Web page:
MEXICO CITY, Oct. 8 (UPI) -- The United Nations High Commissioner of Human Rights has urged Mexico to increase efforts to improve human rights and called for the withdrawal of the military from the country's streets, replacing them with effective police.
During a visit to Mexico City, U.N. High Commissioner for Human Rights Zeid Ra'ad al-Hussein praised the Mexican government's recent efforts toward improving the lives of citizens; including constitutional amendments relating to transparency and access to public information; and combating corruption, disappearances and torture.
But Hussein also highlighted Mexico's persisting problems. Official statistics show that 98 percent of crimes in Mexico are unsolved, the majority are never properly investigated.
More than 151,200 people were killed in Mexico between 2006 and 2015. At least 26,000 people are missing. In 2014, Mexico's military was placed under civilian jurisdiction to combat the growing concern and consequences of a police force often involved in corruption and often accused of colluding with drug-trafficking cartels.
"Despite this progress towards building a solid human rights framework, my visit has been very sobering with regard to the daily realities for many millions of people here in Mexico," Hussein wrote in a statement. "Many of the people I have spoken to have painted a very bleak -- and consistent -- picture of a society that is wracked by high levels of insecurity, disappearances and killings, continuing harassment of human rights defenders and journalists, violence against women, and terrible abuses of migrants and refugees transiting the country on their way to the United States."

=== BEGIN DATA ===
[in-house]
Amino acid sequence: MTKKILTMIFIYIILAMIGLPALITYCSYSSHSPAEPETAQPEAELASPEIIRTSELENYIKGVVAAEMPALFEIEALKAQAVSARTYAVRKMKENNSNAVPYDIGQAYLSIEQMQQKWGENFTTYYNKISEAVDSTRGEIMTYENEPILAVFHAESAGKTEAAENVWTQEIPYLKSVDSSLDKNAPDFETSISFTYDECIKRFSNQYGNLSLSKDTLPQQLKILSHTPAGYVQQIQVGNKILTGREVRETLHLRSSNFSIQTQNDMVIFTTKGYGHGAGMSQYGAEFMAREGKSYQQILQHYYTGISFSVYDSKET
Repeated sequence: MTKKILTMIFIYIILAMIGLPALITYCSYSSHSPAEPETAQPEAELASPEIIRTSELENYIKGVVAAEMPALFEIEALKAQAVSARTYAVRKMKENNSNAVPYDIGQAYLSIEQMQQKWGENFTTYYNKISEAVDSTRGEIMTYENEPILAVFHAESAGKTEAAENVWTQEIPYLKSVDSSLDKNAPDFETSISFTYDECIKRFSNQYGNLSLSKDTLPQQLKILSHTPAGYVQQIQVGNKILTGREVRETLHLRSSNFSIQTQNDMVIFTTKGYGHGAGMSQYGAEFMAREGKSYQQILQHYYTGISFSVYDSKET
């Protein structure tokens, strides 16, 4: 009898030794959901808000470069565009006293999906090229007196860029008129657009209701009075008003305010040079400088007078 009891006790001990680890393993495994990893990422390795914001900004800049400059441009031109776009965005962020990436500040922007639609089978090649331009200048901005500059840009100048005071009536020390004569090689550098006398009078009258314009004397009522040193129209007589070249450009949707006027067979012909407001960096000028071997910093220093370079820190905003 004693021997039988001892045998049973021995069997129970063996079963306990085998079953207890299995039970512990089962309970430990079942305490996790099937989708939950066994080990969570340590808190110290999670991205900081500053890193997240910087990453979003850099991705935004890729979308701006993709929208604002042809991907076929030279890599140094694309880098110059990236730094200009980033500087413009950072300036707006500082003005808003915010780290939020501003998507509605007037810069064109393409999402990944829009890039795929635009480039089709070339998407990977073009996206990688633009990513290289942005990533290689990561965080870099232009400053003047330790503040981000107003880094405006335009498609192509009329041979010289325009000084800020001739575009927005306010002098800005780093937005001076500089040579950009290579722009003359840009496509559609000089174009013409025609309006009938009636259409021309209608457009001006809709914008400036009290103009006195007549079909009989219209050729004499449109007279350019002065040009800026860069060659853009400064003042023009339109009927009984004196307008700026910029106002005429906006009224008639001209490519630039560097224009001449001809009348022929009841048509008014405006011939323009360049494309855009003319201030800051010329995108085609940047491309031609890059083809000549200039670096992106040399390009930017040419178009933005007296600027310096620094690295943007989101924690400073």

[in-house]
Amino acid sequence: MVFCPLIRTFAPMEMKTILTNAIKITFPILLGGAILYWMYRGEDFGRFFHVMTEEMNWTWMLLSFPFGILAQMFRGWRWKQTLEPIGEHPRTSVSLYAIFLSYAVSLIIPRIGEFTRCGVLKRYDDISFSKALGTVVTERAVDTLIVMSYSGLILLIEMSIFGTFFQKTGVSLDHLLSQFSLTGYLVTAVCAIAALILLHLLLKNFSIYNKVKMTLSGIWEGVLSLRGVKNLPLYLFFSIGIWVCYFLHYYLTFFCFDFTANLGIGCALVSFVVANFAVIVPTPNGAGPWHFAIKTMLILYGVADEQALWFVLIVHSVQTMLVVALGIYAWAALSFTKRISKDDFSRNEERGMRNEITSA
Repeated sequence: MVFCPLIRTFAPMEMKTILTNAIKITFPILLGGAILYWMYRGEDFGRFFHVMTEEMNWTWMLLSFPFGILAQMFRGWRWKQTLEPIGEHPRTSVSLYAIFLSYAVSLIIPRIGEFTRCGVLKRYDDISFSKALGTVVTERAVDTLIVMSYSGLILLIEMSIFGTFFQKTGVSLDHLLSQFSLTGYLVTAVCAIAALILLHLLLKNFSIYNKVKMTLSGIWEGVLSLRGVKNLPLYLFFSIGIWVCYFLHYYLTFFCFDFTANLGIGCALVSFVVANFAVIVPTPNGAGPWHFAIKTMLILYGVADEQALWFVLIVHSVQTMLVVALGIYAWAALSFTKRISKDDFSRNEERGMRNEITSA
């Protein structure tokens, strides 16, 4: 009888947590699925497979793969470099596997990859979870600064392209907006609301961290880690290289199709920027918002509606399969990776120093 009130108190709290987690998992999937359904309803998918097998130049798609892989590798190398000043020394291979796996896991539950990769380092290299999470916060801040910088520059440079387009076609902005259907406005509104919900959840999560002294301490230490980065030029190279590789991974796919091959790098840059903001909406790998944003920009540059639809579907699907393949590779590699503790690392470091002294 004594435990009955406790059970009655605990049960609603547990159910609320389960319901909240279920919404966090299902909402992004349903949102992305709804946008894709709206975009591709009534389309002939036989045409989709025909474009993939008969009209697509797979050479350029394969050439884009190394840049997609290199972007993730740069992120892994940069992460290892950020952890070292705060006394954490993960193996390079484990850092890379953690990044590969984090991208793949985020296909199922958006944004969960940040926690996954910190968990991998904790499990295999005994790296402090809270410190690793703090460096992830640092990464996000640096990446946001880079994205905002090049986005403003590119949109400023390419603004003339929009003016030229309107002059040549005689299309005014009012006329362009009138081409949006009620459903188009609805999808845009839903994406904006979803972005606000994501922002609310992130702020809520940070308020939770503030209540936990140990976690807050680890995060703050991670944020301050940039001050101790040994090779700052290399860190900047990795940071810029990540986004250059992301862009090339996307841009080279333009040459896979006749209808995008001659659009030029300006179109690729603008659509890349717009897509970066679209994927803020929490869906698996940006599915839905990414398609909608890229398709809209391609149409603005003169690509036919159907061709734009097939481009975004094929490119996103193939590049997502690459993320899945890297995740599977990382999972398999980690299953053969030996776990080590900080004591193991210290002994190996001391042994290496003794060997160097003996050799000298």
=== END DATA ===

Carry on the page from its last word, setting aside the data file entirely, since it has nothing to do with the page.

Hussain has called for Mexico to create new general laws to address Mexico's "most pressing" human rights issues: enforced disappearances and torture.
The commissioner made multiple recommendations to the Mexican government, including:
• Adopting a time frame for the withdrawal of the military from public security functions. • Strengthening the Attorney-General's Offices across Mexico to ensure human rights violations are properly investigated. • Strengthening the capacity of police to perform public security functions in accordance to human rights obligations, including the development of a legal framework on the use of force.
"The failure of the police, of the justice system to clarify the whereabouts of the victims and what happened to them, and above all of successive governments and the political system as a whole to stop these crimes is not just regrettable, it is deeply tragic," Hussain adds. "Tragic for the individuals involved, and tragic for the country as a whole... The international community is full of good will towards Mexico, but ultimately it is only Mexicans -- and especially Mexico's political class -- who can resolve these massive problems."
"I pray that this government can bind itself to a new sense of urgency in solving the enormous human rights challenges it faces, so that every citizen will judge it to be that government," Hussain concluded.